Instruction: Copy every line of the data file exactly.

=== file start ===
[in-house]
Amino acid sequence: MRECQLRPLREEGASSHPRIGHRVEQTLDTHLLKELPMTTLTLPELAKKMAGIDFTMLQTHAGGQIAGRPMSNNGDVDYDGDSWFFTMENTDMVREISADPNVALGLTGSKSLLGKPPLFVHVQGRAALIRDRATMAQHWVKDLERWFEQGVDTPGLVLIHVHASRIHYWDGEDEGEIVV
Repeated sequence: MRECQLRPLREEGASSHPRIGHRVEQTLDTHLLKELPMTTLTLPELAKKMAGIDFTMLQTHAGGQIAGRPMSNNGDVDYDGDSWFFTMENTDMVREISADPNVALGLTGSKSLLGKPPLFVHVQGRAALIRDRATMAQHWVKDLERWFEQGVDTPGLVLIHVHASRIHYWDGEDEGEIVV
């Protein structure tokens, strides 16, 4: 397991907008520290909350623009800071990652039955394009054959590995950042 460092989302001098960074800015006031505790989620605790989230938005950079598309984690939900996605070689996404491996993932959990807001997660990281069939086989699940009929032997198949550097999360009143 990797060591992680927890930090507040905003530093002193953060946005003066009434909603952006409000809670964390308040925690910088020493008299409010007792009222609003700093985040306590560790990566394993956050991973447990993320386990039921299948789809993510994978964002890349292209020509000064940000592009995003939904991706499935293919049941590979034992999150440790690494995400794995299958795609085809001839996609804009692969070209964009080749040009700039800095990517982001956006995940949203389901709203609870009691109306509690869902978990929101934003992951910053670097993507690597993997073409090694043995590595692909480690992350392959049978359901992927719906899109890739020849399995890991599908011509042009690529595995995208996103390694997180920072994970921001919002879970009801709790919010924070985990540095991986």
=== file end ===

[in-house]
Amino acid sequence: MRECQLRPLREEGASSHPRIGHRVEQTLDTHLLKELPMTTLTLPELAKKMAGIDFTMLQTHAGGQIAGRPMSNNGDVDYDGDSWFFTMENTDMVREISADPNVALGLTGSKSLLGKPPLFVHVQGRAALIRDRATMAQHWVKDLERWFEQGVDTPGLVLIHVHASRIHYWDGEDEGEIVV
Repeated sequence: MRECQLRPLREEGASSHPRIGHRVEQTLDTHLLKELPMTTLTLPELAKKMAGIDFTMLQTHAGGQIAGRPMSNNGDVDYDGDSWFFTMENTDMVREISADPNVALGLTGSKSLLGKPPLFVHVQGRAALIRDRATMAQHWVKDLERWFEQGVDTPGLVLIHVHASRIHYWDGEDEGEIVV
């Protein structure tokens, strides 16, 4: 397991907008520290909350623009800071990652039955394009054959590995950042 460092989302001098960074800015006031505790989620605790989230938005950079598309984690939900996605070689996404491996993932959990807001997660990281069939086989699940009929032997198949550097999360009143 990797060591992680927890930090507040905003530093002193953060946005003066009434909603952006409000809670964390308040925690910088020493008299409010007792009222609003700093985040306590560790990566394993956050991973447990993320386990039921299948789809993510994978964002890349292209020509000064940000592009995003939904991706499935293919049941590979034992999150440790690494995400794995299958795609085809001839996609804009692969070209964009080749040009700039800095990517982001956006995940949203389901709203609870009691109306509690869902978990929101934003992951910053670097993507690597993997073409090694043995590595692909480690992350392959049978359901992927719906899109890739020849399995890991599908011509042009690529595995995208996103390694997180920072994970921001919002879970009801709790919010924070985990540095991986």